Tell us a bit about the writing process of ‘Moondust For My Diamond’ - where were you based and how did it come together?
It’s a real multi pack this one. There is no definite location as to when and where it was made, I pieced it together over five years or more. Quite a few songs ripened together like a fruit bowl, one sets the other off. I guess the connective tissue between them all was the meditative state of mind I was looking to capture. And capture is a strange word to use because I realised you can’t capture the subconscious at all, you have to lay in wait and let it bubble up. So it became a beautifully optimistic process; I kept faith that the right words and chords would emerge if I were open enough to allow them to. A go-out-and-get-em attitude might have scared off the substance I was after. This reads a lot like laziness, but it was more subtle than that.
“A songwriter’s trade typically assumes that emotions must be waved wildly like a flag, but I got more interested in the flag pole.”
You’ve said ‘Moondust…’ looks at “the meeting point between science and religion”. What does that mean for you? Do you naturally tend to align yourself with one side more than the other?
I’m definitely a science guy, but I see it as a grand narrative rather than being an ultimate truth. Science is a belief system written according to our best perceptions of the universe. But our perceptions are just the one channel we tune into amongst a whole rainbow of possible channels. Science allows us to tune into other channels like tree sentience for example. Religion gives form to those channels we can sense but cannot comprehend. That’s where music comes in, the vibrations of our universe that configure within our brain to give form to an order that would otherwise go unfelt. I think that’s why our songs are so much about love and spirit, because they are the invisible values that stitch our reality together, the dark matter of everything.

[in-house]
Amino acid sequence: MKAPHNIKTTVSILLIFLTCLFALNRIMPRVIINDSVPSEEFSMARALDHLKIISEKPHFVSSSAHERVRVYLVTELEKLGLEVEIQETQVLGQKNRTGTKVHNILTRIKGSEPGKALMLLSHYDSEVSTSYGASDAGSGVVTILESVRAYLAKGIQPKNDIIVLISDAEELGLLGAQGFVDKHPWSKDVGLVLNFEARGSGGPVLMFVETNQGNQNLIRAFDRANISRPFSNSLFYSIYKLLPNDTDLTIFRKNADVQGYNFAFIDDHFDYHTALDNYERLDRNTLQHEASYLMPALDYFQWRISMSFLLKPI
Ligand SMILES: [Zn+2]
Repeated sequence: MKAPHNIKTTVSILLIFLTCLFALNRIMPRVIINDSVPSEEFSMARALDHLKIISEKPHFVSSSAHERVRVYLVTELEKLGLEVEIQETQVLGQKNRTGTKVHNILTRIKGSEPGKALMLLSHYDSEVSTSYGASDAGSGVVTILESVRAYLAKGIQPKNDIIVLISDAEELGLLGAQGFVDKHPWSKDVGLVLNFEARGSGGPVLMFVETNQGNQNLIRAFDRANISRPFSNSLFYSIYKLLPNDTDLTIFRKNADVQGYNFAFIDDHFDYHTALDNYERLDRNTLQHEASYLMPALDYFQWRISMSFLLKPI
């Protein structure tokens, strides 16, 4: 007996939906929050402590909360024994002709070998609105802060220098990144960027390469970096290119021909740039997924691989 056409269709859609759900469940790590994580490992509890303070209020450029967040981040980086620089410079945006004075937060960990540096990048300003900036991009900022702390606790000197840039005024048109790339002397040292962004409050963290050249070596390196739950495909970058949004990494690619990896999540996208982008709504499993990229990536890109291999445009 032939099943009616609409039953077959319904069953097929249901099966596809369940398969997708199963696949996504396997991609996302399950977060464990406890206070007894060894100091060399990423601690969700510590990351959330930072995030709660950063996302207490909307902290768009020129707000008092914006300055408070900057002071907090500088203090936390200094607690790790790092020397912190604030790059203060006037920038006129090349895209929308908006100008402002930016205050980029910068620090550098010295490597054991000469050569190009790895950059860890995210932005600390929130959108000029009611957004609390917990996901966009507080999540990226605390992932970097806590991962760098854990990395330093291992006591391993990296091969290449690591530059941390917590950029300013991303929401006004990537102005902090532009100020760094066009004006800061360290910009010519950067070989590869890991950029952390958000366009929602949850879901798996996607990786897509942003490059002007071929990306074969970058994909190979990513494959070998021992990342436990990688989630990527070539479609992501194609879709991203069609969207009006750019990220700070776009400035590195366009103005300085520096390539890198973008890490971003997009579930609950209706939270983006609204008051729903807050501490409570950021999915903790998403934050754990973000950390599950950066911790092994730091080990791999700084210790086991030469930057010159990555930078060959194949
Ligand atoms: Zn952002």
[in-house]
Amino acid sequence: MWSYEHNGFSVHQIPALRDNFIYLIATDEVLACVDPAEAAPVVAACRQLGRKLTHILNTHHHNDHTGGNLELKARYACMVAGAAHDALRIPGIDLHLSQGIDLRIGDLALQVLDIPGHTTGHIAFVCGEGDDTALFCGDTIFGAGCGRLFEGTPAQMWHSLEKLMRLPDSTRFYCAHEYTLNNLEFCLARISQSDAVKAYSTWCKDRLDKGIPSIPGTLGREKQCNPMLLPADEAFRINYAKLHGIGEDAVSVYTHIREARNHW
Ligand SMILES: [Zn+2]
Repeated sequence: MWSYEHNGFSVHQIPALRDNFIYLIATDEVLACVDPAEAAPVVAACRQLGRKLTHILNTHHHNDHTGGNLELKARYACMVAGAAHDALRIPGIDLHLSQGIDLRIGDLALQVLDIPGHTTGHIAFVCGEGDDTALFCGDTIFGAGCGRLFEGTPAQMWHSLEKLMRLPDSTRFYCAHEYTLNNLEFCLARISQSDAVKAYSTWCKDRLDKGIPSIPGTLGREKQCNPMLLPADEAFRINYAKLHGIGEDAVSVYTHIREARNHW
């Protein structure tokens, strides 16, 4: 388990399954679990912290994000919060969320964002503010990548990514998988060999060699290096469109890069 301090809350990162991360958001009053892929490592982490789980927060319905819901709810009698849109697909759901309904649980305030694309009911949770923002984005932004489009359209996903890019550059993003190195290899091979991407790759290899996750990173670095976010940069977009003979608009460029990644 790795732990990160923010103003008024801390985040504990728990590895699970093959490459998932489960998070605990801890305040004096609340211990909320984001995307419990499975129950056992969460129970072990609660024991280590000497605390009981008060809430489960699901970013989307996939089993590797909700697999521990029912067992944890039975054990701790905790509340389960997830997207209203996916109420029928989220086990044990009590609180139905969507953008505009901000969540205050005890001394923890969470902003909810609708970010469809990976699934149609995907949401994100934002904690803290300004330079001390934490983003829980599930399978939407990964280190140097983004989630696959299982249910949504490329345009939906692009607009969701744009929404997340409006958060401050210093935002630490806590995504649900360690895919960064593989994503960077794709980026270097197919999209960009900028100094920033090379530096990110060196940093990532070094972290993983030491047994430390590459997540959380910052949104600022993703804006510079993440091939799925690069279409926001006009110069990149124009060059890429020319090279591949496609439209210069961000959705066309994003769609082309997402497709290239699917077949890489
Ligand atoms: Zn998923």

Has the making of this record and the exploring of these topics led to any big personal shifts or revelations for you?
I keep coming back to my favourite Leonard Cohen line in ‘A Thousand Kisses Deep’: ‘You live your life as if it’s real’. And that’s just it, we assume ourselves to be a definite thing but we’re just a temporary cessation of chaos, but ultimately still a chaos. Maybe the surrender to that had allowed me to let go more. As a result, I’ve become more interested in the natural world and less interested in the human world, if that makes sense?
On this album, there are spoken moments where your Kendal accent really comes through - what influence does your hometown have on you or the record?